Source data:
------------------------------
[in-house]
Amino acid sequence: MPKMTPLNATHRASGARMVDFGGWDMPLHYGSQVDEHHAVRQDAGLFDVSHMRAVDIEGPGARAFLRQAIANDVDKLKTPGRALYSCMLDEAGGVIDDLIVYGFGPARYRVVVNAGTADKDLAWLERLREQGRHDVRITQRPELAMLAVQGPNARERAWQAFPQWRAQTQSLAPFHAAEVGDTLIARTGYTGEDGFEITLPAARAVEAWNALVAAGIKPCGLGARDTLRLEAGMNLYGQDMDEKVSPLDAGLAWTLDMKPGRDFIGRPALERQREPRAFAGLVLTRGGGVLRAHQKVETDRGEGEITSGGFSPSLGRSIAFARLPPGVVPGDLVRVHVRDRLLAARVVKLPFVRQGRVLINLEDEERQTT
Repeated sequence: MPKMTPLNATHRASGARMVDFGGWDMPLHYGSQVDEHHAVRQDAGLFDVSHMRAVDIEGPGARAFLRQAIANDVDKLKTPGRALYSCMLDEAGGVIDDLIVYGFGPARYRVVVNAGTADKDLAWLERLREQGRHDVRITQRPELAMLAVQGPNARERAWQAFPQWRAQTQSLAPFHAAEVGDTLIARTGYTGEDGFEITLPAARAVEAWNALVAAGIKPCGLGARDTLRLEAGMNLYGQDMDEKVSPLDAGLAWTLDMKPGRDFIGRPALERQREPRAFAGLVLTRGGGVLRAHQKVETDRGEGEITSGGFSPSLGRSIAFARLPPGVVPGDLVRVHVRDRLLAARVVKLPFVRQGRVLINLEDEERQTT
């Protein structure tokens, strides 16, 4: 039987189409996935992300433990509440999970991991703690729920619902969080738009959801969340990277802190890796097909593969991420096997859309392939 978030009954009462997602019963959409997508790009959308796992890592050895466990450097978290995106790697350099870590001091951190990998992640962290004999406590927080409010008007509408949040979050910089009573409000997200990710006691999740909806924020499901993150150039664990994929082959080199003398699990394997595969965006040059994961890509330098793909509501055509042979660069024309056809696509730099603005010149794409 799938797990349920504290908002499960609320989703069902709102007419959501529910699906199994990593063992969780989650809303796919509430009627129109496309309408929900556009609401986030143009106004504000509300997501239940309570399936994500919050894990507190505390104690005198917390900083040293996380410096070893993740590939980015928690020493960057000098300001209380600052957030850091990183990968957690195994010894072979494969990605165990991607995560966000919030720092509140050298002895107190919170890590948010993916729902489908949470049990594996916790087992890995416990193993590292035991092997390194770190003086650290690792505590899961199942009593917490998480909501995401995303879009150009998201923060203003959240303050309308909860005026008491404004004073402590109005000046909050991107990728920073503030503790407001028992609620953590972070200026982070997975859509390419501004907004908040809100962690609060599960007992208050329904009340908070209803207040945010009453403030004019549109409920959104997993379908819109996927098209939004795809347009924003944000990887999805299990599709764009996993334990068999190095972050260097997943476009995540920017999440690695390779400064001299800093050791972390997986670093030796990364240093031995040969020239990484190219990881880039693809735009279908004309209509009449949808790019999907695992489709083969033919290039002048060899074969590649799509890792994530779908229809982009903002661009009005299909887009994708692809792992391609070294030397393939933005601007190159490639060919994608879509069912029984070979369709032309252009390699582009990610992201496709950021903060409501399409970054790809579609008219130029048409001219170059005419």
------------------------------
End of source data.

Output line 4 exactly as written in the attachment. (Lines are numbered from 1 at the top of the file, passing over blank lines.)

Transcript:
């Protein structure tokens, strides 16, 4: 039987189409996935992300433990509440999970991991703690729920619902969080738009959801969340990277802190890796097909593969991420096997859309392939 978030009954009462997602019963959409997508790009959308796992890592050895466990450097978290995106790697350099870590001091951190990998992640962290004999406590927080409010008007509408949040979050910089009573409000997200990710006691999740909806924020499901993150150039664990994929082959080199003398699990394997595969965006040059994961890509330098793909509501055509042979660069024309056809696509730099603005010149794409 799938797990349920504290908002499960609320989703069902709102007419959501529910699906199994990593063992969780989650809303796919509430009627129109496309309408929900556009609401986030143009106004504000509300997501239940309570399936994500919050894990507190505390104690005198917390900083040293996380410096070893993740590939980015928690020493960057000098300001209380600052957030850091990183990968957690195994010894072979494969990605165990991607995560966000919030720092509140050298002895107190919170890590948010993916729902489908949470049990594996916790087992890995416990193993590292035991092997390194770190003086650290690792505590899961199942009593917490998480909501995401995303879009150009998201923060203003959240303050309308909860005026008491404004004073402590109005000046909050991107990728920073503030503790407001028992609620953590972070200026982070997975859509390419501004907004908040809100962690609060599960007992208050329904009340908070209803207040945010009453403030004019549109409920959104997993379908819109996927098209939004795809347009924003944000990887999805299990599709764009996993334990068999190095972050260097997943476009995540920017999440690695390779400064001299800093050791972390997986670093030796990364240093031995040969020239990484190219990881880039693809735009279908004309209509009449949808790019999907695992489709083969033919290039002048060899074969590649799509890792994530779908229809982009903002661009009005299909887009994708692809792992391609070294030397393939933005601007190159490639060919994608879509069912029984070979369709032309252009390699582009990610992201496709950021903060409501399409970054790809579609008219130029048409001219170059005419």